First described by German psychiatrist Alois Alzheimer in 1906, Alzheimer's Disease (AD) is the most common form of dementia. It is a progressive brain disorder in which the nerve cells in the brain gradually die off. It afflicts an estimated 26 million people world-wide, and of those, approximately 4.5 million live in the United States. ...
Quack Medicine (01/09)
In the nineteenth century, when even mainstream medical therapies included painful bloodletting and leeching, quack* medicine didn't seem quite so quacky.

If you wanted your hair to grow, you could don a Thermocap to send just the right amount of heat to your follicles. If your eyes were weak, you could apply the Neu-Vita ...
Ichthyology (08/08)
Ichthyology is the branch of zoology that studies fish. This includes skeletal fish, cartilaginous fish and jawless fish.

There are at least 25,000 fish species in existence. Each year, about 250 new species are discovered and described.

The largest species of fish known is theWhale Shark, which can grow to up to 50 feet in length and can ...
Poliomyelitis (07/08)
Poliomyelitis, more commonly known as Polio, is a viral disease that has plagued humans since ancient times. It is transmitted primarily through direct fecal-oral contact. However, it can also be transmitted by indirect contact with infectious saliva or feces or by contaminated sewage or water.

In over 90% of cases there are no symptoms ...
Uranium and Nuclear Power (05/08)
According to theUranium Information Center:
  • Over half of the world's production of uranium is from mines in Australia and Canada.
  • 8 mining companies account for almost 80% of production.
  • Nuclear energy supplies over 16% of the world's electricity.
  • 31 countries use nuclear energy to generate electricity.
  • 80% of France's electricity is from ...
All About Water (03/07)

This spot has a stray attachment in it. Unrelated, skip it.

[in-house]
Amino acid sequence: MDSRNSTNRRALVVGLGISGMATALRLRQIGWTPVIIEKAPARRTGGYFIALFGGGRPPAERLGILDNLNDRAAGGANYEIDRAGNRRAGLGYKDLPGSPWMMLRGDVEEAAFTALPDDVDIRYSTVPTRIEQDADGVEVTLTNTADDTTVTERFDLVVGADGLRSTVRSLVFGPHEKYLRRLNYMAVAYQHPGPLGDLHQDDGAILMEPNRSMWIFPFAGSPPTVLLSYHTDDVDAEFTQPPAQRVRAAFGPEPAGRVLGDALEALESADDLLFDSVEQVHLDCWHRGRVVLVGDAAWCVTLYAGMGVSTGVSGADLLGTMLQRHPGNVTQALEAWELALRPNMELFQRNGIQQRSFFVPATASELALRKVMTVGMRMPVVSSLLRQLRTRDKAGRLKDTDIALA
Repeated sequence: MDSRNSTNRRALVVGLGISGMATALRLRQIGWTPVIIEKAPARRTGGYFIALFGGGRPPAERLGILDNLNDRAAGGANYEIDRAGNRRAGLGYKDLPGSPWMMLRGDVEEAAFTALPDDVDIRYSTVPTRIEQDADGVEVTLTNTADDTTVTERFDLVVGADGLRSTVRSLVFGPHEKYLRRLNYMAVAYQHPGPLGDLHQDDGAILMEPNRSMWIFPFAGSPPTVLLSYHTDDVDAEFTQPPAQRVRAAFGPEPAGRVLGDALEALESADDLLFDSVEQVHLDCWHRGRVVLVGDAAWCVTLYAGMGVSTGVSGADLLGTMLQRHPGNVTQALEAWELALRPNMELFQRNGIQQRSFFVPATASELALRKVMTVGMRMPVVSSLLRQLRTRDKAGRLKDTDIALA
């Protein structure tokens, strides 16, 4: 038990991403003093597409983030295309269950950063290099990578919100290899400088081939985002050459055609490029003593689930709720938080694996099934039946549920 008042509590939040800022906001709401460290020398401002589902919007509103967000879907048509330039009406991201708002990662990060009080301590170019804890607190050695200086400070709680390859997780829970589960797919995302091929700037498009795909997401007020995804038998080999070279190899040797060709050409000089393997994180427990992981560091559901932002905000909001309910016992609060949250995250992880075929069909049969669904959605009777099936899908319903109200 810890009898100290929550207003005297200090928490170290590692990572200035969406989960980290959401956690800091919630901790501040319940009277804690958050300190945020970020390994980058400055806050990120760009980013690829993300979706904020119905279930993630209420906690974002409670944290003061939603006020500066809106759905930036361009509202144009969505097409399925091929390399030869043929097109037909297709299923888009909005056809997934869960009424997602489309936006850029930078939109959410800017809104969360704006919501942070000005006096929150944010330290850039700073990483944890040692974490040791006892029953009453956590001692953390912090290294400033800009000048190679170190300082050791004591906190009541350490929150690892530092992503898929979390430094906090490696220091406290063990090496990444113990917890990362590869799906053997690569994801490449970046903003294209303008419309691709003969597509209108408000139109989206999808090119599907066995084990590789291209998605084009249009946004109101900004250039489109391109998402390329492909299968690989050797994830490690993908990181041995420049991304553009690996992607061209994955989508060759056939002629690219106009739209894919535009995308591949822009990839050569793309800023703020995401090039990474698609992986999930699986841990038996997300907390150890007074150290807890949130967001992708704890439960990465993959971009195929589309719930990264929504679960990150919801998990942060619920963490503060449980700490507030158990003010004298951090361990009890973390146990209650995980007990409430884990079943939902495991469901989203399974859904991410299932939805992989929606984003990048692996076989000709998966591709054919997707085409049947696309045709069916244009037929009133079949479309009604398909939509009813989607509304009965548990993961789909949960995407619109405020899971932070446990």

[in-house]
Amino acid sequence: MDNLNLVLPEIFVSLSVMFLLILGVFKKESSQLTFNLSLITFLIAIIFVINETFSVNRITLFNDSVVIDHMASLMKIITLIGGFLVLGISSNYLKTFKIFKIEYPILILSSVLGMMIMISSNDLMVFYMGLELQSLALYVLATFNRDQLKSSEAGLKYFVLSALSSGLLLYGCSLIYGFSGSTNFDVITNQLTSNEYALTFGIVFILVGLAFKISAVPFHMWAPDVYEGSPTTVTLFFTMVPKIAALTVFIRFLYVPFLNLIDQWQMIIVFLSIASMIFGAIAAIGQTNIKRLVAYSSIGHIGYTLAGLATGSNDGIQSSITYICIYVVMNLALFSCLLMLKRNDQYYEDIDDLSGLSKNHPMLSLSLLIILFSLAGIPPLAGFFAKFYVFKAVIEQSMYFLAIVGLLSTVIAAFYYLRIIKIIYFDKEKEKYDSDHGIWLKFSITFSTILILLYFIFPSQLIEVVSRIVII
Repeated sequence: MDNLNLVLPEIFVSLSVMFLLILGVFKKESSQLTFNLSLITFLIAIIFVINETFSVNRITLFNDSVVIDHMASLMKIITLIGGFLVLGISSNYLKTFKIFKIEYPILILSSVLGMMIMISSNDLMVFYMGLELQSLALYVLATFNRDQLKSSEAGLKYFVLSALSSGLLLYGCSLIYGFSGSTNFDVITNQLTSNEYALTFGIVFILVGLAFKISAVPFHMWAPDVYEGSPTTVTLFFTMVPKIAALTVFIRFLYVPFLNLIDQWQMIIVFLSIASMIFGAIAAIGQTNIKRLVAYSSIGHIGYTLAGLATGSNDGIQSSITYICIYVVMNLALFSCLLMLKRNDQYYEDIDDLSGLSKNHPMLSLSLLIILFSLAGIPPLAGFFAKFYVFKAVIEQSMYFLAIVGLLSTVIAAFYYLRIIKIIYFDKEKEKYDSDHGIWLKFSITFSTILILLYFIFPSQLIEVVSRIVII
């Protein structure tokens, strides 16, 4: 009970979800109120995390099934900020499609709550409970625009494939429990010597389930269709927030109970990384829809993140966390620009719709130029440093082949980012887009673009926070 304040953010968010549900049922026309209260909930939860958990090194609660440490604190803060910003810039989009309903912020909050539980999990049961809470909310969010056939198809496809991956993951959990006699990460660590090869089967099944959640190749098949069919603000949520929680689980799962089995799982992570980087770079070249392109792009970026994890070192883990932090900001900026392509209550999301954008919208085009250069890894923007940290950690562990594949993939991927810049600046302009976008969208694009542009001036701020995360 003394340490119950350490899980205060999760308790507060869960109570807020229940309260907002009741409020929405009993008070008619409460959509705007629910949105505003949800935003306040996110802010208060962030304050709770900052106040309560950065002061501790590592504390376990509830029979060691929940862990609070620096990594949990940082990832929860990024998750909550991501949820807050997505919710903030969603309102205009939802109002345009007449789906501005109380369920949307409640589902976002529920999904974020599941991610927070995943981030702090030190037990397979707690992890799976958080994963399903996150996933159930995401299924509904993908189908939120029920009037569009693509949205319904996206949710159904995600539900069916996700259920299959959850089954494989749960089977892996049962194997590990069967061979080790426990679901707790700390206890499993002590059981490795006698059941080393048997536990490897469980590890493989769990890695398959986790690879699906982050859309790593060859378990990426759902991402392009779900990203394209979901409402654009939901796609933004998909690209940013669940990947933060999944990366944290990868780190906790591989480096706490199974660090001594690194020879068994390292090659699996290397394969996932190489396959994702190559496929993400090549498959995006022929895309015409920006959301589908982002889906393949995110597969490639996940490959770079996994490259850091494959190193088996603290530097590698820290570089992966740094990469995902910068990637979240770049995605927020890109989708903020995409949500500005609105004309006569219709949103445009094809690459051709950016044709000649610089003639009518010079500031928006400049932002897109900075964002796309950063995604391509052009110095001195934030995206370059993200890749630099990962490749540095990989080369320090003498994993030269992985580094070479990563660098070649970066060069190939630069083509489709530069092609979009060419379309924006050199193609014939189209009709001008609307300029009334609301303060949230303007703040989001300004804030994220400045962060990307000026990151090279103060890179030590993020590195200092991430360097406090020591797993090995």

Did you know?

  • The earth contains about 1.1 quadrillion acre-feet of water, but 97% is seawater.
  • Of the remaining 28 trillion acre-feet of freshwater on or near the surface, two-thirds is locked up as ice.
  • Only the remaining 9.7 trillion acre-feet is in liquid form, mostly in underground aquifers.
  • However, what is ...

Multiple Personality Disorder (02/07)
According to the Diagnostic and Statistical Manual of Mental Disorders, 4th Edition, the primary characteristic of Disassociate Identity Disorder (DID), formerly known as Multiple Personality Disorder (MPD) is the existence of more than one distinct identity or personality within the same individual. The identities will ‘take...
The Epidemic Intelligence Service (EIS) (01/07)
Dr. Nathaniel (Nate) McCormick, the hero of Isolation Ward , describes himself as 'an officer in the Epidemic Intelligence Service, a branch of the Centers for Disease Control and Prevention...part of the Special Pathogens Branch, which is in the Division of Viral and Rickettsial Diseases'.

Does such an organization exist? Absolutely!

The ...
Medical Prescriptions in USA (01/07)
  • The average number of prescriptions per person per year soared from 7 in 1993, to 12 in 2004.
  • According to the American Society of Clinical Pharmacologists, in 2000 27% of elderly patients received 9+ medications (compared to 17% in 1997).
  • The amount spent to advertise prescription drugs directly to consumers in 2004 was $4.45 billion (up ...
The Higgs Boson (06/05)
The Higgs particle was first hypothesized by the Scottish scientist Peter Higgs in 1964.  After taking a weekend walk in the Cairngorm Mountains he returned  to his laboratory in Edinburgh on Monday and declared to his colleagues that he had just experienced his 'one big idea' and now had an answer to the mystery of ...
Elisabeth Kubler Ross and the Five Stages of Grief (04/05)
Elisabeth Kubler Ross was born in 1926 in Zurich, Switzerland and died of natural causes in 2004 in Arizona. Her ground breaking and bestselling book, On Death and Dying, (1969) did much to change the treatment of terminally ill patients.  She was compelled to write it while working as a doctor in hospitals in New York, Colorado and ...